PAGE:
Unlearning

Unlearning

A boy and his father get into a car accident and are rushed to the hospital. The father dies on the way and the son is in a critical condition. His surgeon walks into the operating room and exclaims, “I cannot operate on him, he is my son!” How could that be?

Maybe you know the answer to this riddle or maybe you don’t. I for one was ashamed that I called myself a feminist and couldn’t think of the possibility that the surgeon was his mother. This seemed like a failure. Not in learning any new skill-set, but in ‘unlearning’ deep routed sexism which I thought had long been eradicated from my mind.

Nevertheless, it’s moments like these which make us realize how modern-day sexism has made its way into our lives. We often take too much credit for our ancestors’ victories of establishing women’s right to education, abolishing child marriage and other such unspeakable practices. People who worked relentlessly to uplift women must be celebrated and idealized, but let’s think about this: are we doing their honorable memory an injustice by not taking the feminist movement into the 21st century?

It is easy to blame rigid social structures for the lack of equality, but it’ll get a little easier if we identify those small and seemingly “harmless” remarks we make every day at an unconscious level. Language is a power tool humans have developed to communicate with each other. The kind of language we use to convey our thoughts have an effect on our behavior and on our belief systems.

Take an example of this little boy who was running around with his friends in the playground. He fell down, and started crying for help and comfort. When one of his parents sees him crying, the boy receives a remark, “Oh don’t worry my dear, you’re going to be fine. Don’t cry like a girl!” The parent’s intentions are only to comfort the crying child, but the language they use implicates that boys are the stronger beings and it is girls who overtly show signs of weakness by crying.

We don’t realize that we are not comforting men but telling them to suppress their feelings to maintain dominance; it is only going to hurt them in the long run. This ‘like-a-girl’ phenomenon is widely used across cultures by men and women alike. Don’t run like a girl. Don’t be shy like a girl. Why are you wearing pink!? Don’t dress like a girl. Calling a boy ‘girly’ is used as an insult while calling a girl ‘tomboy’ is almost a compliment. These types of remarks restrict men from expressing themselves and put women down.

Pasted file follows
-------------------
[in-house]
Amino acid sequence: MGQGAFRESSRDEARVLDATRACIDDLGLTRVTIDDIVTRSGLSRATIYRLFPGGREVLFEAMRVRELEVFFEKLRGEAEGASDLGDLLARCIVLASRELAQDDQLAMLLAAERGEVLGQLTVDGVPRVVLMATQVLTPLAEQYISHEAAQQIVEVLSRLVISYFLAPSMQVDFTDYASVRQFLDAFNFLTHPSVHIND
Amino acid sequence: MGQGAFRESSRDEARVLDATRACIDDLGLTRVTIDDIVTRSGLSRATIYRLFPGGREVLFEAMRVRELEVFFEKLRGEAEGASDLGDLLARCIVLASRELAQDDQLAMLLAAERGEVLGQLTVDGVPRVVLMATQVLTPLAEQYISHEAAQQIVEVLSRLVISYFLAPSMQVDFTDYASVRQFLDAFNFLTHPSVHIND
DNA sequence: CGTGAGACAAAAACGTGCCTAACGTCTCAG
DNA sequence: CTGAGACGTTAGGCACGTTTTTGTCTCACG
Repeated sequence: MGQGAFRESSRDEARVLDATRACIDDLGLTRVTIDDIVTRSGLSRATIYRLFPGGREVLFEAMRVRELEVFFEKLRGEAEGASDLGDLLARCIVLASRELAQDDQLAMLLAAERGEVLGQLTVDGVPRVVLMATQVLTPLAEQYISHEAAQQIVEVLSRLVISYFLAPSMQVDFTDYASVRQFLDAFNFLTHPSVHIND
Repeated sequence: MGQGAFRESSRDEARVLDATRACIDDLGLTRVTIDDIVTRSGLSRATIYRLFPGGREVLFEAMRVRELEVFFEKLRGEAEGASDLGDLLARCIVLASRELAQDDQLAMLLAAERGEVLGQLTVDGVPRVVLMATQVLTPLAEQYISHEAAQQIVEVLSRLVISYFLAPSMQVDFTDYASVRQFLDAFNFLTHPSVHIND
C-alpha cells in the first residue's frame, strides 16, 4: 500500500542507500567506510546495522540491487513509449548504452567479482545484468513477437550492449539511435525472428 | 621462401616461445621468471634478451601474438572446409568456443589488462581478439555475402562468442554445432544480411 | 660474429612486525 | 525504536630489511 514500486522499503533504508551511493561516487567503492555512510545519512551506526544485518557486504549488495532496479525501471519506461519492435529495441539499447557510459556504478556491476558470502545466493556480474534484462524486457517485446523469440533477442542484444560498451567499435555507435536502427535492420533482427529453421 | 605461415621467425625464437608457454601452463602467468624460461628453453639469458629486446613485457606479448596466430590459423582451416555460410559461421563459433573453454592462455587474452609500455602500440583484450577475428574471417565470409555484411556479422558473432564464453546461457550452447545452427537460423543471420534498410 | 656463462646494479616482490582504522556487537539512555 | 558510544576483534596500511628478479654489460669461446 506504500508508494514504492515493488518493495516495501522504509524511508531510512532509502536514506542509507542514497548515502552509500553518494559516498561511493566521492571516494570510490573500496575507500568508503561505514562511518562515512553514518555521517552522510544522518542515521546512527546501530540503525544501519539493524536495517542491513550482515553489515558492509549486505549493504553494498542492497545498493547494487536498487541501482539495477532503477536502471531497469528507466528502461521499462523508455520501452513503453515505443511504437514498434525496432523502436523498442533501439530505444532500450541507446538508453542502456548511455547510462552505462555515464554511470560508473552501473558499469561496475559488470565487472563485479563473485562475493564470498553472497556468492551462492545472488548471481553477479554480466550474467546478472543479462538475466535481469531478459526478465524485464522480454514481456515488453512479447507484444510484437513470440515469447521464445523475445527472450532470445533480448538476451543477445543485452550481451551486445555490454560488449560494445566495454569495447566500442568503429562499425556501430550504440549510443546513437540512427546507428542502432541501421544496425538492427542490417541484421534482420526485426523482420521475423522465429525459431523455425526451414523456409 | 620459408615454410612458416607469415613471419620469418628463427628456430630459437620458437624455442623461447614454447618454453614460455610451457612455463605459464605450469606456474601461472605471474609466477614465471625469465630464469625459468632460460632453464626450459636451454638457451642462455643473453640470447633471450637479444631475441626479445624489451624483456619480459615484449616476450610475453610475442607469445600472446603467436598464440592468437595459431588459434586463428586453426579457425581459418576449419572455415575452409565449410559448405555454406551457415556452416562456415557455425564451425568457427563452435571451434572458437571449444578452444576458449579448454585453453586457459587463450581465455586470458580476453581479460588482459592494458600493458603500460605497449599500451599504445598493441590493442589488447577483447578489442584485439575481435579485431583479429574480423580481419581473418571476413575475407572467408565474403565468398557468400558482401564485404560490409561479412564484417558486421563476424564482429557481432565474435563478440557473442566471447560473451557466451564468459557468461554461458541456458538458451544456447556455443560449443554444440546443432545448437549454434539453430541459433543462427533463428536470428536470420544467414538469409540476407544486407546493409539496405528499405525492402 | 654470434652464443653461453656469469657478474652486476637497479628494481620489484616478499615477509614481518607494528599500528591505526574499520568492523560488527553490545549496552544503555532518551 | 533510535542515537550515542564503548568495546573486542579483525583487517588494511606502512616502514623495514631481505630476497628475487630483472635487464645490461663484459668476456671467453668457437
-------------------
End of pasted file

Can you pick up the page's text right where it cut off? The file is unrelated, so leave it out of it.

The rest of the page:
The reverse can be seen while observing the language used in giving compliments to women. If a woman works out and stays physically fit, she’s told that, ‘you’re quite strong for a girl.’ We need to realize that, ‘‘you drive really well for a girl’’ is not a compliment, it’s an insult to every other woman who drives. And women are equally responsible for letting this vicious cycle of ‘compliments’ continue by not objecting to it whenever they receive it. Instead we (women) have resorted to a much comfortable option of not identifying with our own gender. We often hear women say things like, ‘I’m not like other girls’ or that ‘I cannot handle drama which is why I do not hang out with girls, I prefer being friends with guys’. There’s of course nothing wrong in having a preference regarding who you want to befriend. But justifying it by blaming it on woman is simply feeding the patriarchal narrative that women are ‘eccentric’.

Another crucial detail we can observe is how women are still reminded that other people have control over their decision making. We often hear people say, “I allow my wife to work’’ or that “She’s allowed to wear whatever clothes she prefers’’ and these statements come from a position of authority. The people who say this may or may not want to establish the fact that they are in control, but it sure appears that way. Women are reminded that even though they have the freedom of choice it is not an inherent right, but it is something which can and will be taken away if you displease the authority.

Research shows that sexist language is learned at an early age and it can be considered a linguistic habit. And unlike traditional sexists who explicitly support inequality between genders, modern sexists express their beliefs quite subtly through the language they use. These are little things we can avoid easily if we’re aware of them. This ‘unlearning process’ might prove to be more difficult than any learning process you might have gone through. You might even be reluctant to admit that it actually happens. But it’s a small step towards honoring the revolutionaries who fought so that we could live in a better society.

About the Author

Amruta Mahajan
Student.

Pursuing M.A in Clinical Psychology. 

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